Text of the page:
The former landfill site at Shortland will soon have remediation works getting underway.
City of Newcastle will go to tender sooner than originally thought after preliminary investigations found the scale of the work will be significantly more complex and more costly.
The Astra Street landfill site opened in 1974, taking waste from across the Hunter until it closed in 1995 – much of the debris from the Newcastle earthquake is buried there too.
Acting Director Infrastructure and Property Joanne Rigby said City of Newcastle has been working with the Environmental Protection Authority (EPA) on a plan to remediate the site and protect the nearby RAMSAR-listed Hunter Wetlands.
“City of Newcastle is committed to ensuring historic sites like Astra Street Shortland are not forgotten and we work closely with the EPA to ensure they’re adhering to modern environmental management standards,” Joanne Rigby said.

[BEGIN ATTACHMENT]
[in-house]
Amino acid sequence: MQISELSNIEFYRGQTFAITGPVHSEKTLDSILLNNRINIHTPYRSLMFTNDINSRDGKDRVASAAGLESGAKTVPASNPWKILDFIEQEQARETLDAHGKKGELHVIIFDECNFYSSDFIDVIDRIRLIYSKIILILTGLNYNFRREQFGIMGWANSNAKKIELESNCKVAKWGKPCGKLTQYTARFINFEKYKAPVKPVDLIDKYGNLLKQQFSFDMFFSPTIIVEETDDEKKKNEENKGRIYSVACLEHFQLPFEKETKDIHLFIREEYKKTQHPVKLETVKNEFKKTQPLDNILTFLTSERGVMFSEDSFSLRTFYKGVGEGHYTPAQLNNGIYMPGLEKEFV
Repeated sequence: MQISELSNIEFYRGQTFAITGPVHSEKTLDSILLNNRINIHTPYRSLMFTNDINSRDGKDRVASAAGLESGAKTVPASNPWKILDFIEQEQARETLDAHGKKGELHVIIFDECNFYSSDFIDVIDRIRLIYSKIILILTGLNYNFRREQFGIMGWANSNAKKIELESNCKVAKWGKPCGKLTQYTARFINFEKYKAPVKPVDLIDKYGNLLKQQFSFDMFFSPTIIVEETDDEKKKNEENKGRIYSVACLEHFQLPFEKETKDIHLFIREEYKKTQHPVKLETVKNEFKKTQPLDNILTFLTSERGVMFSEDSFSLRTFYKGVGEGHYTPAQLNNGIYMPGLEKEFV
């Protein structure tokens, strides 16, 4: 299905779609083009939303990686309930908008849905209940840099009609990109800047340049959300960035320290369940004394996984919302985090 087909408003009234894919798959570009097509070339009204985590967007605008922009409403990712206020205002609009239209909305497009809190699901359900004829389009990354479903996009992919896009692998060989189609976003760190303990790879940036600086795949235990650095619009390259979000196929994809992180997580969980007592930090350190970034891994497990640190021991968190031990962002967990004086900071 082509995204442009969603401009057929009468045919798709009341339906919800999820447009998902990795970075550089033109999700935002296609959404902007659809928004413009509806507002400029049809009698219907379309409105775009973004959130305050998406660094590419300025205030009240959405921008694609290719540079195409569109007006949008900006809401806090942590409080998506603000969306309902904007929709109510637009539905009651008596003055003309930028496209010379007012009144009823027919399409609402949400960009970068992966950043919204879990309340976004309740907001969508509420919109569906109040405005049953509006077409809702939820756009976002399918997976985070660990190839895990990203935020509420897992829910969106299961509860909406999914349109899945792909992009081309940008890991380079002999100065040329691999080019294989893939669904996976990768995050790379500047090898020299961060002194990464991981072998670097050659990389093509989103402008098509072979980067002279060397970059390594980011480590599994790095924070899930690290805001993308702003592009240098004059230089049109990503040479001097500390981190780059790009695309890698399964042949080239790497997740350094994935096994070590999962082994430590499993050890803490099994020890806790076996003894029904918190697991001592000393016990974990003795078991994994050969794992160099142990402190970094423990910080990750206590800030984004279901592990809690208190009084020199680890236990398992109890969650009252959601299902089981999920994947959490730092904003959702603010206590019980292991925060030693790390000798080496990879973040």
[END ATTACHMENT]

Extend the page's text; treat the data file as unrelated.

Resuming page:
“We have completed our preliminary investigations and finalised two detailed designs, which will improve the 20-year-old capping and drainage on the 37-hectare site.”
Joanne Rigby said the detailed designs had allowed City of Newcastle to update their project estimates, with cost efficiencies and innovative methodologies to be explored where possible during the tender process.
“Following further assessments of the site, the cost of the remediation work is expected to significantly increase on initial estimates, which will need to be factored into the 2021 Budget,” Joanne Rigby said.
“City of Newcastle will invite tenders from five companies identified during an expression of interest process to carry out the construction of these enhanced environmental safeguards, with work expected to get underway next year.”
“This will include the final capping and reprofiling of the site, drainage improvements to aid in management of surface water and sediment runoff, followed by revegetation and landscaping.
“These works will allow City of Newcastle to help protect and maintain the local environment well into the future, safeguarding the water quality of surrounding wetlands and aquatic ecosystems, increasing biodiversity values and promoting long-term native vegetation growth.”
Image credit: City of Newcastle